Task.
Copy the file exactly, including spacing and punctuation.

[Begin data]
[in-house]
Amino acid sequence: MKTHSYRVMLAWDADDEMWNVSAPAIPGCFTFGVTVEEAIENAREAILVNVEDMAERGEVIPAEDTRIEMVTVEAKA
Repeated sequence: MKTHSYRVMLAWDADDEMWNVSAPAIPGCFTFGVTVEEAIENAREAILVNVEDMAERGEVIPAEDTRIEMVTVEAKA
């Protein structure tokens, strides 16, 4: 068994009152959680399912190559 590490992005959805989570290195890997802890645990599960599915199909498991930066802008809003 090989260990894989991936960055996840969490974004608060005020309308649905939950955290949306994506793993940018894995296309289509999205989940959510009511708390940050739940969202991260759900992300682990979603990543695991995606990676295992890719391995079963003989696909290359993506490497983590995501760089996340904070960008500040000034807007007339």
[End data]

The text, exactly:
[in-house]
Amino acid sequence: MKTHSYRVMLAWDADDEMWNVSAPAIPGCFTFGVTVEEAIENAREAILVNVEDMAERGEVIPAEDTRIEMVTVEAKA
Repeated sequence: MKTHSYRVMLAWDADDEMWNVSAPAIPGCFTFGVTVEEAIENAREAILVNVEDMAERGEVIPAEDTRIEMVTVEAKA
């Protein structure tokens, strides 16, 4: 068994009152959680399912190559 590490992005959805989570290195890997802890645990599960599915199909498991930066802008809003 090989260990894989991936960055996840969490974004608060005020309308649905939950955290949306994506793993940018894995296309289509999205989940959510009511708390940050739940969202991260759900992300682990979603990543695991995606990676295992890719391995079963003989696909290359993506490497983590995501760089996340904070960008500040000034807007007339």